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Dog finds missing cat in mine shaft
RSPCA animal rescue officer Stephen Findlow helped rescue Mowgli.
Daisy helped direct rescuers to missing Mowgli.

A missing cat has been found thanks to the intervention of the owner’s springer spaniel.

Michele Rose, who lives in Harrowbarrow, Cornwall, had been searching for her missing cat Mowgli for several days with no success.

During this time, her dog Daisy regularly ran in and out of the woods near their home. Eventually, Michele followed Daisy to an old mine shaft. Mowgli was meowing at the bottom of the 30-metre shaft.

The RSPCA was called and animal rescue officer Stephen Findlow attended late in the afternoon.

Mr Findlow said: “The owner had been missing the cat for four days and was constantly brought to the location by her dog, as it sniffed the cat out!”

On his first visit, it was decided that there weren’t enough hours of daylight left to attempt a rescue.

Mr Findlow returned the following morning with two teams from Cornwall Fire and Rescue Service, including rope specialists. The missing cat was safely brought up, where he was greeted by Baloo, another of the family’s cats.

Mowgli was taken to a local veterinary practice. Despite the long drop, he had no injuries, although he had lost 2kg during his time at the bottom of the shaft.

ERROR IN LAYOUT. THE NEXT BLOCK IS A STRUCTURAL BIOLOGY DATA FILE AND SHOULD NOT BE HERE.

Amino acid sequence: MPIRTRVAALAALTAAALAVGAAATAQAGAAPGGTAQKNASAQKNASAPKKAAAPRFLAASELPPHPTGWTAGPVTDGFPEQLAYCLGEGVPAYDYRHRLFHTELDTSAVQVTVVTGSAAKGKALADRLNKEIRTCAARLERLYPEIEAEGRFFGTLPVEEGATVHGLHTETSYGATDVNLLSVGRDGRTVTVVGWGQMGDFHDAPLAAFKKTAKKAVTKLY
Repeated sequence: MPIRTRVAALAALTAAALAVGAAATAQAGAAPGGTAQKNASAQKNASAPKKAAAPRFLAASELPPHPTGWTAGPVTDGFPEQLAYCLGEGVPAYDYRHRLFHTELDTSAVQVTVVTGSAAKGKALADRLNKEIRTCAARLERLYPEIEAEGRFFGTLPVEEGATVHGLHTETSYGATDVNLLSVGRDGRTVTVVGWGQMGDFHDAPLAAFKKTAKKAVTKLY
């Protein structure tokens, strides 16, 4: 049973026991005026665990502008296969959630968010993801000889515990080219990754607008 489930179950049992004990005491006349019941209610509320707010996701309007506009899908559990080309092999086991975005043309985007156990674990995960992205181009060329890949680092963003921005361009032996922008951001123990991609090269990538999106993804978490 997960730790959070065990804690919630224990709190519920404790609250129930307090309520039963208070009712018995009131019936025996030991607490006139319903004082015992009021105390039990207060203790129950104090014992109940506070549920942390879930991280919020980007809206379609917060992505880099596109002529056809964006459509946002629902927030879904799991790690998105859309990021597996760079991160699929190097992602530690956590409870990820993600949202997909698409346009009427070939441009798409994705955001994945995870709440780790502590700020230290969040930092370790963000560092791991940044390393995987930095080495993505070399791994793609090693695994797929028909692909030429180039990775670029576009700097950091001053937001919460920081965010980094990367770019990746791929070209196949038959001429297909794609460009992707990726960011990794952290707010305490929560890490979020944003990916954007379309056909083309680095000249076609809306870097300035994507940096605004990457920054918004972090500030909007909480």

Images © RSPCA

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VMG president joins House of Lords

News Story 1
 Miles Russell, president of the Veterinary Management Group (VMG), has been elected to the House of Lords as a crossbench hereditary peer.

He will join Lord Trees as a representative of the veterinary sector in the second chamber of the UK parliament.

Lord Russell said: "Those of us working in the animal health and veterinary sectors are only too aware of the importance of the work we do and the challenges we face.

"I will use my platform in the House of Lords to increase understanding of our sectors and to promote positive change." 

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News Shorts
Sixth case of bluetongue confirmed

A sixth case of bluetongue virus serotype 3 has been confirmed in the UK.

The case was detected in an animal on a premises linked to one of the farms within the Temporary Control Zone (TCZ) currently in place near Canterbury, Kent.

In response, the Animal and Plant Health Agency has extended the TCZ. Investigations into the spread of the disease are ongoing.

The cases in Kent come at a time when a new strain of the virus has spread rapidly across farms in the Netherlands. Both the Government and the British Veterinary Association have urged livestock keepers to remain vigilant.

Bluetongue is a notifiable disease and suspected cases must be reported immediately on 03000 200 301 in England or 03003 038 268 in Wales. In Scotland, possible cases should be reported to the local field services office.